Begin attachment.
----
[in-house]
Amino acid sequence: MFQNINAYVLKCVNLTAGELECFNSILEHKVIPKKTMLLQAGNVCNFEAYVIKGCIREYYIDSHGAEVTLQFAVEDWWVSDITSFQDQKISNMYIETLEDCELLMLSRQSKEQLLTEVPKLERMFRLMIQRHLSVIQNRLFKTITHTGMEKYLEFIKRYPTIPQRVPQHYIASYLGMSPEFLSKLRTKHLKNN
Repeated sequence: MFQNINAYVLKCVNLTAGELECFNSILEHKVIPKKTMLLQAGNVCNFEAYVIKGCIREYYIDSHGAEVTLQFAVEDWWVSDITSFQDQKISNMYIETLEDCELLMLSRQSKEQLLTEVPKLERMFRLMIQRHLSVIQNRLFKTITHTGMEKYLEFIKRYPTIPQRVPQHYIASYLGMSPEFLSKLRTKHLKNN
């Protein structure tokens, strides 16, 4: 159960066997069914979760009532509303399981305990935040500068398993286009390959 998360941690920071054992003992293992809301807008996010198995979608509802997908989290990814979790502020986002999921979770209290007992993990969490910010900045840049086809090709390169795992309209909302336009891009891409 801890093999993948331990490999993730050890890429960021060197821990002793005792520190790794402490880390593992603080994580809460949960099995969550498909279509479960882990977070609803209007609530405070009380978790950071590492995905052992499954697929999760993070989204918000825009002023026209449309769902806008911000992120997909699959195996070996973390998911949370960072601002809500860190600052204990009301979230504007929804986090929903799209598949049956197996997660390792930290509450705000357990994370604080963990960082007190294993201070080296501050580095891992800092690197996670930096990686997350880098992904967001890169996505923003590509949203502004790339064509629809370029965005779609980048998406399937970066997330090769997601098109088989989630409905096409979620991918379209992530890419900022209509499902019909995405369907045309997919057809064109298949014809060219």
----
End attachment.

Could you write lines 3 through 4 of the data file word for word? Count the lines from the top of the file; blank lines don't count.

Repeated sequence: MFQNINAYVLKCVNLTAGELECFNSILEHKVIPKKTMLLQAGNVCNFEAYVIKGCIREYYIDSHGAEVTLQFAVEDWWVSDITSFQDQKISNMYIETLEDCELLMLSRQSKEQLLTEVPKLERMFRLMIQRHLSVIQNRLFKTITHTGMEKYLEFIKRYPTIPQRVPQHYIASYLGMSPEFLSKLRTKHLKNN
């Protein structure tokens, strides 16, 4: 159960066997069914979760009532509303399981305990935040500068398993286009390959 998360941690920071054992003992293992809301807008996010198995979608509802997908989290990814979790502020986002999921979770209290007992993990969490910010900045840049086809090709390169795992309209909302336009891009891409 801890093999993948331990490999993730050890890429960021060197821990002793005792520190790794402490880390593992603080994580809460949960099995969550498909279509479960882990977070609803209007609530405070009380978790950071590492995905052992499954697929999760993070989204918000825009002023026209449309769902806008911000992120997909699959195996070996973390998911949370960072601002809500860190600052204990009301979230504007929804986090929903799209598949049956197996997660390792930290509450705000357990994370604080963990960082007190294993201070080296501050580095891992800092690197996670930096990686997350880098992904967001890169996505923003590509949203502004790339064509629809370029965005779609980048998406399937970066997330090769997601098109088989989630409905096409979620991918379209992530890419900022209509499902019909995405369907045309997919057809064109298949014809060219």